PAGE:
New York, October 28 (IBNS): One of the hallmarks of Alzheimer's disease, a debilitating disorder characterized by memory deficits and general cognitive decline, is the accumulation of a protein called b-amyloid in the brain. These proteins form "plaques" and bind to unique proteins on the surface of brain cells called receptors that cause widespread cell death.
Now, UCLA researchers have discovered a drug that prevents the binding of b-amyloid plaques to brain cells to extensive cell death. The study was published in the journal Nature Chemistry.
Dr. Lin Jiang, Assistant Professor of Neurology, in collaboration with David Eisenberg, Professor of Chemistry and Biochemistry and Biochemistry at UCLA, identified the plaque binding site of b-amyloid at its receptor by determining its three-dimensional structure. The knowledge about this interaction is a critical first step on the way to a drug to prevent the interaction between the toxic proteins and the brain cells. Jiang and his team then used computer software to assist them in drug selection.
"We were looking for a molecule that can block the receptor like a shield, preventing b-amyloid from binding and killing brain cells," said Jiang
To identify molecular candidates for blocking the To find interaction between b-amyloid and brain cells, Jiang and his colleagues searched a library of more than 32,000 molecules. This list included medicinal products that are authorized for human use, are currently in clinical trials or are found in nature. This meant that many properties of the drug candidates were already known and they were safe for human use.
From this list of molecules, one drug, ALI6, showed promising results in cell-based experiments.
Jiang and his team cultured mouse brain cells and exposed them to the toxic b-amyloid proteins, then treated some cells with ALI6 and compared the extent of cell death between the groups. ALI6 treatment almost completely prevented b-amyloid-induced cell death, suggesting that the drug could potentially be used to treat Alzheimer's disease.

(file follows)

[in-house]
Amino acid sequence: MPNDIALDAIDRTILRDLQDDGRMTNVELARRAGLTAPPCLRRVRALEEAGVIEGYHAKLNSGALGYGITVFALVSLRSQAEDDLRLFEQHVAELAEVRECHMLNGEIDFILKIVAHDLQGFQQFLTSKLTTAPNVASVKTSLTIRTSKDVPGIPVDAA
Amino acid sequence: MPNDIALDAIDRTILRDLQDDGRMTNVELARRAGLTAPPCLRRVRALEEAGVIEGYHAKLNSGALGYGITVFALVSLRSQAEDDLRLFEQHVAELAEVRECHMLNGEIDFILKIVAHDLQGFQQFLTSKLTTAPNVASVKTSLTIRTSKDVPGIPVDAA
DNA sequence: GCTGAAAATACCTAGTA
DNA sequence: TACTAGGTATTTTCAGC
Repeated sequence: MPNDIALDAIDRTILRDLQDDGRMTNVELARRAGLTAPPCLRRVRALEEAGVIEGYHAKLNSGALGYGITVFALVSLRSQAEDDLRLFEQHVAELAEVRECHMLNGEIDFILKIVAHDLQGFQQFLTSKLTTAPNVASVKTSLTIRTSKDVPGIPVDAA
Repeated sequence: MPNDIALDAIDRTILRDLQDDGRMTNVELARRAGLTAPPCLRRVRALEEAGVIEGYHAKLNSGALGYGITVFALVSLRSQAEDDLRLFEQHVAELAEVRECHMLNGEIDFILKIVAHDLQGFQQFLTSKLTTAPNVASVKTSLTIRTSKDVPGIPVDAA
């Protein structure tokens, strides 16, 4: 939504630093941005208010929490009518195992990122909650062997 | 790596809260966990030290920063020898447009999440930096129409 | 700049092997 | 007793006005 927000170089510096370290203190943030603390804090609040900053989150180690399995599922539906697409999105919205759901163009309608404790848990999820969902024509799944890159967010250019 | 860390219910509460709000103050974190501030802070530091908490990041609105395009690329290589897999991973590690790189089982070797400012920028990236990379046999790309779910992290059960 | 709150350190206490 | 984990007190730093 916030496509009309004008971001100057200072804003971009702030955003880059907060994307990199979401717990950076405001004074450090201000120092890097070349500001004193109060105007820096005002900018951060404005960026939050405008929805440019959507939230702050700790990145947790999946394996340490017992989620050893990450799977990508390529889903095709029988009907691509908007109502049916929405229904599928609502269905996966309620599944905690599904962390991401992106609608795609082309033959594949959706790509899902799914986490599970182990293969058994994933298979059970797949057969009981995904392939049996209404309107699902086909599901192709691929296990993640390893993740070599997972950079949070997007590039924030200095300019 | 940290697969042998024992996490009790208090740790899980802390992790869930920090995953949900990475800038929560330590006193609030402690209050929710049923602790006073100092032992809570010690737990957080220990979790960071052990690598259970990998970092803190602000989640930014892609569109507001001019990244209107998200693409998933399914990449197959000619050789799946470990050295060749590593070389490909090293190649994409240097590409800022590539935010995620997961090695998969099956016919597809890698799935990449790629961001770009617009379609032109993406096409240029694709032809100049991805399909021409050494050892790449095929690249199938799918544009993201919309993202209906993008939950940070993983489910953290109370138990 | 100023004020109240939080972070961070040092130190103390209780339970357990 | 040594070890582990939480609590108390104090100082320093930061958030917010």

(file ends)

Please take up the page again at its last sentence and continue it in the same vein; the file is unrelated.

ALI6 is a promising candidate. Not only is it non-toxic, it can also pass from the bloodstream to the brain, a crucial property for any drug that targets the treatment of central nervous system disorders such as Alzheimer's disease. In addition, ALI6 offers a distinct advantage over other treatments.
"At present, many drugs are designed to prevent the accumulation and formation of b-amyloid proteins, as this is the dangerous form of the protein," said Jiang. "However, if one person is diagnosed with Alzheimer's, many of the b-amyloid plaques have already formed, so the window of opportunity for treatment is already closing."
Alzheimer's disease is the sixth most common cause of death in the United States, with an estimated 5.5 million people currently living with the disease.
The results of this study would have to be confirmed in further animal studies before human studies could begin.
Other authors of the study include: Qin Cao, Woo Shik Shin, Henry Chan, Celine Vuong, Bethany Dubois, Lin Li, Kevin Murray, Michael Sawaya, Juli Feigon, and Douglas Black, all at UCLA
This The study was funded by the Turken Research Award and the Jiang Department's Recruitment Department; and grants from the National Institutes of Health, Department of Energy, and Howard Hughes Medical Institute to Eisenberg
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